Custom made joinery is certainly not a dying art, although it is true that technology has replaced many jobs a joiner would do. So just what is custom made joinery? The process of joinery is a very specialized type of carpentry. Basically a joiner would build items like cabinets, bookcases, window frames and windows, staircases and any other bespoke items by joining wood without the use of nails and usually without the use of glue.
So how is custom made joinery different to the woodwork a carpenter would do? A carpenter will use nails to fit wood and the skill of carpentry is generally considered less skillful than custom made joinery. Usually custom made joinery products are sturdier, more impressive and take longer to make due to the craftsmanship involved.
One would think most people would opt for the cheaper and faster method of carpentry to complete their building project but this is not always the case. Most people actually appreciate beautifully skilled work and will usually employ a joiner to custom make certain aspects of the build. The use of custom joinery is not always obvious but it always gives a beautiful, seamless finish.
Sometimes custom made joinery loosely refers to woodwork and cabinetry that has been custom made to certain specifications. Strictly speaking this is not quite the same as true joinery so it is wise to ask your designer just what processes will be used when customizing the project to meet your specifications. In kitchen and bathroom designs it is quite common to see true custom made joinery methods used, but once again check with your designer. If you hear your designer using terms such as dovetail joins, biscuit joins, mitered butt joint, tongue and groove joint or even a pocket joint, then you know your designer is using terms that refer to true joinery.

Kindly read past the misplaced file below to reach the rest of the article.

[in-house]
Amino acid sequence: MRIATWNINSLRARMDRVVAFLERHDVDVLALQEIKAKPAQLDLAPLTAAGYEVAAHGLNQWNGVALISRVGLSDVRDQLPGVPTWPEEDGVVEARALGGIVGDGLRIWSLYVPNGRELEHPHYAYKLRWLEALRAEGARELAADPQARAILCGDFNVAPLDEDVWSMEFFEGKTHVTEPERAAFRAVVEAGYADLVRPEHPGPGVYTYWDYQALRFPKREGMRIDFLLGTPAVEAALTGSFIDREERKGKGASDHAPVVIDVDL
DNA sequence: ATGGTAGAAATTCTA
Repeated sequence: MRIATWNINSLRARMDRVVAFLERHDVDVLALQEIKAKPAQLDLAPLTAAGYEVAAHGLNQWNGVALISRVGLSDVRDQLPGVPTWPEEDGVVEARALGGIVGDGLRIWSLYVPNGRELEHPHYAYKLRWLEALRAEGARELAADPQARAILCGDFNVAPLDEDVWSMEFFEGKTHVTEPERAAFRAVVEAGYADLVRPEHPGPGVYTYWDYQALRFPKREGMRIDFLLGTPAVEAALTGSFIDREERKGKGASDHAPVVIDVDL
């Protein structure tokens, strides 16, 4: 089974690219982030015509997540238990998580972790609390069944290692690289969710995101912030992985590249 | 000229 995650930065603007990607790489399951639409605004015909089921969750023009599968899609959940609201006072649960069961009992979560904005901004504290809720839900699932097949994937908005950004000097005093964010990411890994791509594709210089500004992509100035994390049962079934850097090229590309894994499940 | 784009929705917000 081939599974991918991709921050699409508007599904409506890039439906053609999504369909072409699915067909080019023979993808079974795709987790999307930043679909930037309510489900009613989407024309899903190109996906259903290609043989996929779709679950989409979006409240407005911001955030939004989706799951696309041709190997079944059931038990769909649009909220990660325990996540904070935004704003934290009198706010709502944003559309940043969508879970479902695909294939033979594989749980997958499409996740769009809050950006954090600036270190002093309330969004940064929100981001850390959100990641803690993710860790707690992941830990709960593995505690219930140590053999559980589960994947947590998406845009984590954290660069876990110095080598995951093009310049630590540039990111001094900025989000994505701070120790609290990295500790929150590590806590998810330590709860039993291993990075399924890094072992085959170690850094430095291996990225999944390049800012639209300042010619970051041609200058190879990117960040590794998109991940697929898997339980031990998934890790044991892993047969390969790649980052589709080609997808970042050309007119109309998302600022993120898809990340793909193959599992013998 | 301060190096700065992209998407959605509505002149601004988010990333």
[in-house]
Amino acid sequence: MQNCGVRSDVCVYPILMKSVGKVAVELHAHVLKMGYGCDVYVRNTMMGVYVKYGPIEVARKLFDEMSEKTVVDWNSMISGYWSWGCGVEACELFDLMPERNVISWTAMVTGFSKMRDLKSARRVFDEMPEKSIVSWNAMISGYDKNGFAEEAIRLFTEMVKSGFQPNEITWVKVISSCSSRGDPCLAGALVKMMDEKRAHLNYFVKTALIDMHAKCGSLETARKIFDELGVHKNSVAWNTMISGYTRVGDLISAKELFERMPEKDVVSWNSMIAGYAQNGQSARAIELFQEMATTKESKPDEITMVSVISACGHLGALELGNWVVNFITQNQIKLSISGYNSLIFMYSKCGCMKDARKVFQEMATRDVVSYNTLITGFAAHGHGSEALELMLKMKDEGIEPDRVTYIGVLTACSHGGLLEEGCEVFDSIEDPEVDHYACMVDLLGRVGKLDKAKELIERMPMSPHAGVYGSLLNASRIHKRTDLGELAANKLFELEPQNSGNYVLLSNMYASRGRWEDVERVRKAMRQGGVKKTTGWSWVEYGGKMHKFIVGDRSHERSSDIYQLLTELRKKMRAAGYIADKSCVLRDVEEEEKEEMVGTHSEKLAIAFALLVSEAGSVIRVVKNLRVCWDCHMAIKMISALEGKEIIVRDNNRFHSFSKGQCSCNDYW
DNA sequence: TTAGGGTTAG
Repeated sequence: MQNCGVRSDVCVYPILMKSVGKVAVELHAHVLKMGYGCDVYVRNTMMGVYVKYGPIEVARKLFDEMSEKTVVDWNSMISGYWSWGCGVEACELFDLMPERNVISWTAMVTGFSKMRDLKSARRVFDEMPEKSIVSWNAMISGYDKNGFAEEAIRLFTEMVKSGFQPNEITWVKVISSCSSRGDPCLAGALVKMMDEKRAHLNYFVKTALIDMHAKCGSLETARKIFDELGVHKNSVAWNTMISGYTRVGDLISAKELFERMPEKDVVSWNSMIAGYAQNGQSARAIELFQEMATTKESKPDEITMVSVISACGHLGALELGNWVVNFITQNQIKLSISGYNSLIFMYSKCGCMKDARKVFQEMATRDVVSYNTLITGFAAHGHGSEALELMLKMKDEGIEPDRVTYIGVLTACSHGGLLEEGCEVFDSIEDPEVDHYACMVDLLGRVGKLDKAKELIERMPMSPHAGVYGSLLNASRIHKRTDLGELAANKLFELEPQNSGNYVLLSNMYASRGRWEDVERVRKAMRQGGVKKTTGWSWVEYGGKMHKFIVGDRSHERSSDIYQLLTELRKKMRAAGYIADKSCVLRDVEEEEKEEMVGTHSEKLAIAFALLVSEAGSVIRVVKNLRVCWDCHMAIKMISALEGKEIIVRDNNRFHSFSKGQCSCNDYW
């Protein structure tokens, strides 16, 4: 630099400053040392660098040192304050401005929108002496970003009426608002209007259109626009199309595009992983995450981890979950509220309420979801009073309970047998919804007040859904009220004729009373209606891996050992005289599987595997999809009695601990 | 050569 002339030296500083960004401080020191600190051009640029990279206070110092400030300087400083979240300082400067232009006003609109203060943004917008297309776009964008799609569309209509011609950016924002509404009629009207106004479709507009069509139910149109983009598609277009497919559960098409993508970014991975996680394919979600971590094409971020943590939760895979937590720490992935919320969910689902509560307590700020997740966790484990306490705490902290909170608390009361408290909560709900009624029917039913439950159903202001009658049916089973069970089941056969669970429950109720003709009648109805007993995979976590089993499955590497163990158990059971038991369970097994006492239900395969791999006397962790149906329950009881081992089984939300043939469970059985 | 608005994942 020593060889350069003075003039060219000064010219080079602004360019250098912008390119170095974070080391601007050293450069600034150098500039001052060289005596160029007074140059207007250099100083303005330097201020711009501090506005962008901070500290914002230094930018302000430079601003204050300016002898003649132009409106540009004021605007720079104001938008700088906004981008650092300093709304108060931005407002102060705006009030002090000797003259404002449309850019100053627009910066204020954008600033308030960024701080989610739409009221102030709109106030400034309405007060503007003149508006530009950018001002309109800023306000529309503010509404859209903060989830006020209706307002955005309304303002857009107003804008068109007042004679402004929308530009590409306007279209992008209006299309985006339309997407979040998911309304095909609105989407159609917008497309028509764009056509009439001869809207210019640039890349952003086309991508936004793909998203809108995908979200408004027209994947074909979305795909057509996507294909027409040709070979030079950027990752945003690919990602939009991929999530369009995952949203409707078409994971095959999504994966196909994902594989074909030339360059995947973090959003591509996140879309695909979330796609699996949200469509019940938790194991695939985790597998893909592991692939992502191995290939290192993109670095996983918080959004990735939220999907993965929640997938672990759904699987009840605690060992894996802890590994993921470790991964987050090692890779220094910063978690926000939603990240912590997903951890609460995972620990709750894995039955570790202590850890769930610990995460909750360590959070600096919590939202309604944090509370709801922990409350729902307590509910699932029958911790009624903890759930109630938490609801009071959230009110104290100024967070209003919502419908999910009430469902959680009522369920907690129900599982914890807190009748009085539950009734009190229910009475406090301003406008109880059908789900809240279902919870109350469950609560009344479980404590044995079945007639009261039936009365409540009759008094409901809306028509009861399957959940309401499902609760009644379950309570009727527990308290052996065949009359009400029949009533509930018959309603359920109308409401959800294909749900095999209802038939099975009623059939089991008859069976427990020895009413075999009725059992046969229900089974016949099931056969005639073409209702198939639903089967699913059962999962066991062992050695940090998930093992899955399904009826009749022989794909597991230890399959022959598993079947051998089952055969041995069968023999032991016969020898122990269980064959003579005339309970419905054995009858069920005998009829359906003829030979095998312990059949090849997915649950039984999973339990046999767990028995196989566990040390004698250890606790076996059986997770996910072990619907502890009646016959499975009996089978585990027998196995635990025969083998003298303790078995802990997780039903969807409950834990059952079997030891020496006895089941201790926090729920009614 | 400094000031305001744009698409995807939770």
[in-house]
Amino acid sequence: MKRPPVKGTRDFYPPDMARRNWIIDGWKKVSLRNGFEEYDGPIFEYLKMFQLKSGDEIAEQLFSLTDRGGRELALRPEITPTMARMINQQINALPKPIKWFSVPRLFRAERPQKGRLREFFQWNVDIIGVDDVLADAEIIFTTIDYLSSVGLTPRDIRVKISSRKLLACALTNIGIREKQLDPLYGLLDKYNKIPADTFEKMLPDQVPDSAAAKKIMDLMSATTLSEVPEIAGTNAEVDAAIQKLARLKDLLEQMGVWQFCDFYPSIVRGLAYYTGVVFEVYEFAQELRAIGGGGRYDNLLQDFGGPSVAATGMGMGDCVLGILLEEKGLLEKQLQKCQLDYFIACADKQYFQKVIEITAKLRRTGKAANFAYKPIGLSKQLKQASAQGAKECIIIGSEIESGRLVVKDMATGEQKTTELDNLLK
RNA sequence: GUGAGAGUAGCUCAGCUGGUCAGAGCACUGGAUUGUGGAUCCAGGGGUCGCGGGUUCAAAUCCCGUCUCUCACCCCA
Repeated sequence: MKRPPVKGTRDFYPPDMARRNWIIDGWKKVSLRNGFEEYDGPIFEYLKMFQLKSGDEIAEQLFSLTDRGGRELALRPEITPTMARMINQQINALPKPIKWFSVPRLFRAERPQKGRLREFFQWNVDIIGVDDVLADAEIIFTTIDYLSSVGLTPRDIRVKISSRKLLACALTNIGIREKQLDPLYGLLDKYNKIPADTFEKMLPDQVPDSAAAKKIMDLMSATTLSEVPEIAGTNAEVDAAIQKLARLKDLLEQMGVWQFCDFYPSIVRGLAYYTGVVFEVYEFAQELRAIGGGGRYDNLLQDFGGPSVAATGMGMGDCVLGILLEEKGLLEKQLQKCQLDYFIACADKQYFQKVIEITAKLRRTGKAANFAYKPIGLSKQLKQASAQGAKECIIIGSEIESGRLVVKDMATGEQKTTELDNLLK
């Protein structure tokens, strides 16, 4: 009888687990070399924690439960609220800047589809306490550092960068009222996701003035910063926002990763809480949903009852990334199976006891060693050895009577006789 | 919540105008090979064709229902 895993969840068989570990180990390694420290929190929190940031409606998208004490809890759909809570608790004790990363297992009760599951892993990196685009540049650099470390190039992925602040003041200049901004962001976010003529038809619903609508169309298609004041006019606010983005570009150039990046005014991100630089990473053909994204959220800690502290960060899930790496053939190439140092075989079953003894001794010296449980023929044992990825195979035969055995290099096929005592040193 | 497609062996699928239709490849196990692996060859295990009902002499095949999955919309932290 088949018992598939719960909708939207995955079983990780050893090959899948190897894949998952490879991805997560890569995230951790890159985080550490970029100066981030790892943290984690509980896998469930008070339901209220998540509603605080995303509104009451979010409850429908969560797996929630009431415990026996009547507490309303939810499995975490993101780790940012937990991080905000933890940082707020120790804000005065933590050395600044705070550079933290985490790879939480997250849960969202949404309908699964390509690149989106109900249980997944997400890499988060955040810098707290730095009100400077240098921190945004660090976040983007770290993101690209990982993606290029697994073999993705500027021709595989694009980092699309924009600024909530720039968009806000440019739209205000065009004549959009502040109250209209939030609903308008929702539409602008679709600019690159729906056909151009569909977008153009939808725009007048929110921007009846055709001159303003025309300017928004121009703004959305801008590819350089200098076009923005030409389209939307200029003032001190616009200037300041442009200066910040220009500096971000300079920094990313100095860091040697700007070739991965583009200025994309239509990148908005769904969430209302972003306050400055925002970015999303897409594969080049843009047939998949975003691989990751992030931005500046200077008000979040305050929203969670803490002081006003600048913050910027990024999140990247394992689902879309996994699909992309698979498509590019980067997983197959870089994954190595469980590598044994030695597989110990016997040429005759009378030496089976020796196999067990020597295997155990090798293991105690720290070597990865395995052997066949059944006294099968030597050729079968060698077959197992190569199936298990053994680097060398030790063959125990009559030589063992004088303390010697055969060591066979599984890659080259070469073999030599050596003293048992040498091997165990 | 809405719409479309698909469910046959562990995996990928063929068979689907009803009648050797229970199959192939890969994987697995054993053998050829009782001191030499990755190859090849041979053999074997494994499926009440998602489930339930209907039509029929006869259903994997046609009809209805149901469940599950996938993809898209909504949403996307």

A great way to educate yourself about joinery is to go and have a look at some kitchen and bathroom showrooms. Here you should be able to see some examples of true joinery. The salesperson should also be able to point out some of the different joins used in custom made joinery. As you develop a more expert eye for custom joinery you may find visiting display homes useful. Custom made joinery is often used for TV cabinets and shelving, especially where the architect is after a seamless finish.
Fortunately for joiners the art of custom made joinery looks like it will be preserved well into the future as discerning buyers demand seamless finishes.